(Screenshot from Youtube)

By Lucy Acebes | The BL

“La Damnation de Faust” is a renowned opera by Hector Berlioz, one of the most influential European composers of the 19th-century. The main protagonist is Faust, a familiar figure in German folklore based on the historical figure Johann Georg Faust who lived across the 15th and 16th centuries.

Johann Georg Faust. (Public domain)

Johann Georg Faust was said to be an alchemist, astrologer, and magician who lived during the Renaissance period in Germany.

He was an aging scholar, but at the end of his life, he fell out of love with his previously devoted scholastic endeavors in the accumulation of human knowledge. He is said to have made a contract with the devil, selling his soul to enjoy and partake in reckless earthly pleasures. The one who lured Faust away from his scholarly endeavors was said to be Méphistophélès, a malevolent devil.

The story of Faust has served as inspiration for numerous literary, artistic, cinematographic and musical works throughout the ages. Even the mere term ‘Faust’ has been used to refer to ambitious people who are willing to exchange moral values for strength and success in certain fields.

La Damnation de Faust – Tragic destiny

‘La Damnation de Faust’ is often interpreted to describe a tragic destiny resulting from a false wish, a trope that still holds relevance in contemporary society.

In the classic play, Faust is presented as an aging scholar in desperation. He has spent his whole life in search of wisdom just to find that at the end of it all, he has gained nothing. Youth, happiness, and achievement have all slipped away from him. Even the search for wisdom can no longer inspire him. To set him free from sorrow and depression, he decides to seek death.

(Wikimedia Commons/Public domain)

In a singular moment, the resounding sound of a church bell and hymn remind him of his youth, of the time when he still held faith in religion. But that fleeting moment does not last long before the appearance of Méphistophélès, a malevolent devil, is seen before him. Faust, desperate and depressed almost at the point of suicide, accepts the devil’s offer of returning to him his youth, knowledge, and the fulfillment of all of his deepest desires. In return, he must, however, follow the devil and fall under his command.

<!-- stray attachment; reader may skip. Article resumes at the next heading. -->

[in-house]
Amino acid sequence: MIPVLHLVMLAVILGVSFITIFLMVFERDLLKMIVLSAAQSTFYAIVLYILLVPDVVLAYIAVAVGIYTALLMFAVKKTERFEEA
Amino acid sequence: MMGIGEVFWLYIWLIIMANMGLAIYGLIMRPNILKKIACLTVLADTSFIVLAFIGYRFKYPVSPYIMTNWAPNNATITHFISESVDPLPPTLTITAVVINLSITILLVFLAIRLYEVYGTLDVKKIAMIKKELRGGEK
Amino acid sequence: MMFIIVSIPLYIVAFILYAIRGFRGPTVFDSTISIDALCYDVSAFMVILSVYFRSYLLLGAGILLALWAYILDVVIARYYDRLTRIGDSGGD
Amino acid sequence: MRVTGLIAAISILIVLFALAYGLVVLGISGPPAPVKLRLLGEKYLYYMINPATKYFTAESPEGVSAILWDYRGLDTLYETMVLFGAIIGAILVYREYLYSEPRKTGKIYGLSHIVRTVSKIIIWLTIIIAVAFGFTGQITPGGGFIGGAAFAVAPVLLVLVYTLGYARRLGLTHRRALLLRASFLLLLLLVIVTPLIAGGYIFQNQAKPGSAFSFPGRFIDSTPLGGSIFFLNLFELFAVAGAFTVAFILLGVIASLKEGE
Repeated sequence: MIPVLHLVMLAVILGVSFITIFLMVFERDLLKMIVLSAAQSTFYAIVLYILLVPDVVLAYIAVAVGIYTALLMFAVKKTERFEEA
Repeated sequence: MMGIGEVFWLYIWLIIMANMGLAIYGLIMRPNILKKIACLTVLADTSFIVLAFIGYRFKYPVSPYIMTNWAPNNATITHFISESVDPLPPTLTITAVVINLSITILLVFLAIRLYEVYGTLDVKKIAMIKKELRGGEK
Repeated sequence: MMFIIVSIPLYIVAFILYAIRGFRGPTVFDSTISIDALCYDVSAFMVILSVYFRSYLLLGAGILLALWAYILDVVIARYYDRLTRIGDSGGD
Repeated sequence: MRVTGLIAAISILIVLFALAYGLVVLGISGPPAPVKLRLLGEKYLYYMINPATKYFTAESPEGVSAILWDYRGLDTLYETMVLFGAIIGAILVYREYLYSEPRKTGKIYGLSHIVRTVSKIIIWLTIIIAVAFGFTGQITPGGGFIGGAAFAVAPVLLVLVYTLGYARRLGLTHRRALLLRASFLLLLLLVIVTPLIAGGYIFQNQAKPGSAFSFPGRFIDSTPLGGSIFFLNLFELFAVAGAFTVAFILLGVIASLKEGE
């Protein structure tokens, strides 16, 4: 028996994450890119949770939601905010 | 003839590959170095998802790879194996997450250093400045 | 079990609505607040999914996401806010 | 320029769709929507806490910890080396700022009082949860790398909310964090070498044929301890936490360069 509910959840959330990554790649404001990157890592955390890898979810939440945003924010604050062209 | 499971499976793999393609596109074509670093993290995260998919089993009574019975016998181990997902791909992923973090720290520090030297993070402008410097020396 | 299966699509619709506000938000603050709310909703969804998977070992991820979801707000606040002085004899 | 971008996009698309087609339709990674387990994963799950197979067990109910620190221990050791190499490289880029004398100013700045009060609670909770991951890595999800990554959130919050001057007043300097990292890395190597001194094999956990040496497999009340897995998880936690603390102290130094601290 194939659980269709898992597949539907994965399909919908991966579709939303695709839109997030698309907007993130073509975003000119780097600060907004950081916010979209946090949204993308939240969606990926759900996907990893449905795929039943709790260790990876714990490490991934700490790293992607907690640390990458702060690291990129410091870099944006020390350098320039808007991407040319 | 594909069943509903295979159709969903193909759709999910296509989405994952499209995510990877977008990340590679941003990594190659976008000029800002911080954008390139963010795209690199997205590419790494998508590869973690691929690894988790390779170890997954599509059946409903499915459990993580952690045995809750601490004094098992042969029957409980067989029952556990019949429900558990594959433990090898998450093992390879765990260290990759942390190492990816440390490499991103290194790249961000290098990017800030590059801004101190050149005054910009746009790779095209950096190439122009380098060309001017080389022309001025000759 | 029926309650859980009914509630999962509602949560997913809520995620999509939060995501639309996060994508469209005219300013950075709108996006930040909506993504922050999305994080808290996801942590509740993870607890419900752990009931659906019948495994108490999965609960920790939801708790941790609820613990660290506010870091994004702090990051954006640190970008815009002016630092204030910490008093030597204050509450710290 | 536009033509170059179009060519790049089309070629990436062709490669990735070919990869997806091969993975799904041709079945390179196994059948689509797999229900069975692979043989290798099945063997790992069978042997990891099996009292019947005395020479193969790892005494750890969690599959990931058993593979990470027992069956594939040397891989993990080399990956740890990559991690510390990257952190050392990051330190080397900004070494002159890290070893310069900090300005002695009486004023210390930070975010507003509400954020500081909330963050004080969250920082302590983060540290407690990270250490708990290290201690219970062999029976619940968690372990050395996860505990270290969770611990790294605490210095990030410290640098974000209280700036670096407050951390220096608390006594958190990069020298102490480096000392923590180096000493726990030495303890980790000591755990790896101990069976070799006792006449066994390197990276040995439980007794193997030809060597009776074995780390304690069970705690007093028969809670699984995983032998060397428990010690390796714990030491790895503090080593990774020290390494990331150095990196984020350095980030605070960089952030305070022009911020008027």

Méphistophélès and Faust. (Wikimedia Commons/Public domain)

Seemingly, the vague and fleeting religious memory Faust experienced moments before the appearance of the devil was not enough to revive in him a strong faith in religion, in a God that he once had.|

Naturally, Faust now has all that he was craving, yet, there was no way for him to know where the journey ahead would lead him.

After Méphistophélès fulfills his side of the bargain he encourages Faust to seduce Marguerite, an innocent girl whom Faust had an unrequited love for, and then abandon her, alone and pregnant.

Méphistophélès, Faust and Marguerite. (Wikimedia Commons/Public domain)

Faust and Marguerite in the Garden, by James Tissot (1861). (Wikimedia Commons/Public domain)

Her life falls into ruin and, so, in an effort to save his lover, Faust agrees to relinquish his soul to devil Méphistophélès. With this decision, he gives the devil every reason and ability to drag him to hell. Which he does, tragically and immediately. Perhaps his final destiny was predetermined from the very moment he accepted the offer of the devil Méphistophélès.

(Wikimedia Commons/Public domain)

It is a tale that resembles the story of Adam and Eve in the Garden of Eden. The devil Méphistophélès plays a role not dissimilar to the role of the serpent that tempted Eve to take a bite of the apple. Once Adam and Eve succumbed to the serpent to eat the forbidden fruit, it was determined that they would be expelled from the Garden of Eden.

In the case of Faust, he yields to lust and worldly desires and culminates in hell. It is the inevitable fate for the one that chooses to go against good and side with evil.

The story of Faust: An awakening bell

In the contemporary era of the robust development of science and technology, in most cases, science and knowledge play a positive role in society, but at times, it can assume a negative role, as well. Especially when the scholars and scientists ignore moral and humanistic values, and put their fame and interest on top, they would disregard any adverse impact that their work might impose on humanity.

Don’t we catch the image of Faust in communist philosophers, in surgeons involved in live organ harvesting from Falun Gong practitioners and in the development of nuclear warfare, to name a few?

No matter what excuse they can make, the undermining effect on human society that they exert is irrefutable.

In this aspect, the story of Faust can still prove its relevance to today’s society and serve as the awakening bell for those who choose to go down that path.